Using PySpark

By March 20, 2016

Spark and PySpark utilize a container that their developers call a Resilient Distributed Dataset (RDD) for storing and operating on data. The most important characteristic of Spark’s RDD is that it is immutable – once created, the data it contains cannot be updated. New RDDs can be created by transforming the data in another RDD, which is how analysis is done with Spark.

Save this file as job.py.

from pyspark import SparkConf, SparkContext
import sys

# This script takes two arguments, an input and output
if len(sys.argv) != 3:
  print('Usage: ' + sys.argv[0] + ' <in> <out>')
  sys.exit(1)

input = sys.argv[1]
output = sys.argv[2]

# Set up the configuration and job context
conf = SparkConf().setAppName('AnnualWordLength')
sc = SparkContext(conf=conf)


# Read in the dataset and immediately transform all the lines in arrays
data = sc.textFile(input).map(lambda line: line.split('\t'))

# Create the 'length' dataset as mentioned above. This is done using the next two variables, and the 'length' dataset ends up in 'yearlyLength'.
yearlyLengthAll = data.map(
    lambda arr: (int(arr[1]), float(len(arr[0])) * float(arr[2]))
)
yearlyLength = yearlyLengthAll.reduceByKey(lambda a, b: a + b)

# Create the 'words' dataset as mentioned above.
yearlyCount = data.map(
    lambda arr: (int(arr[1]), float(arr[2]))
).reduceByKey(
    lambda a, b: a + b
)

# Create the 'average_length' dataset as mentioned above.
yearlyAvg = yearlyLength.join(yearlyCount).map(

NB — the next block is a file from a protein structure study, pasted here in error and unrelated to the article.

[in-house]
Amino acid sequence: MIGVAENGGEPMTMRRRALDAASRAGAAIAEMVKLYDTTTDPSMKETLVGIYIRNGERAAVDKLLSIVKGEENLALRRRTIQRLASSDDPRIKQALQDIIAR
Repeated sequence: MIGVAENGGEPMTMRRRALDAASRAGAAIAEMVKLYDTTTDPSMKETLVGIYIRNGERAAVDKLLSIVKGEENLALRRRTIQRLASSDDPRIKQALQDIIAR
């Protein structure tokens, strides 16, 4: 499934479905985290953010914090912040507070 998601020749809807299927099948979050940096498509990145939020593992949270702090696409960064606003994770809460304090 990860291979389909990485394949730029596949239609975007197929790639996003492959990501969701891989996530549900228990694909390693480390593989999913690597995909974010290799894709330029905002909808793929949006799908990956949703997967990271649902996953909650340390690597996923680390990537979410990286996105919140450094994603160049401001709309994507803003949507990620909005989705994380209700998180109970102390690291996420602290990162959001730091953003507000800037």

lambda tup: (tup[0], tup[1][0] / tup[1][1])
)

# Save the results in the specified output directory.
yearlyAvg.saveAsTextFile(output)

# Finally, let Spark know that the job is done.
sc.stop()

This above script averages the lengths of words in the NGrams dataset by year. There are two main operations in the above code: ‘map’ and ‘reduceByKey’. ‘map’ applies a function to each RDD element and returns a new RDD containing the results. ‘reduceByKey’ applies a function to the group of values with the same key – for all keys – and returns an RDD with the result.

The job can be submitted by running:

spark-submit \
 --master yarn-client \
 --queue <your_queue> \
 --num-executors 10 \
 --executor-memory 12g \
 --executor-cores 2 \
 job.py /var/ngrams ngrams-out
hdfs dfs -cat ngrams-out/*

The only required arguments from the above job submission command are ‘–master yarn-client’ and ‘–queue <your_queue>’. The values passed to the other arguments may be modified in order to get better performance or conform to the limits of your queue.

In addition to writing a job and submitting it, Spark comes with an interactive Python console, which can be opened this way:

# Load the pyspark console 
pyspark --master yarn-client --queue <your_queue>

# Load the pyspark console with ipython as the interpreter
module load hadoop-utils
ipyspark --master yarn-client --queue <your_queue>

This interactive console can be used for prototyping or debugging.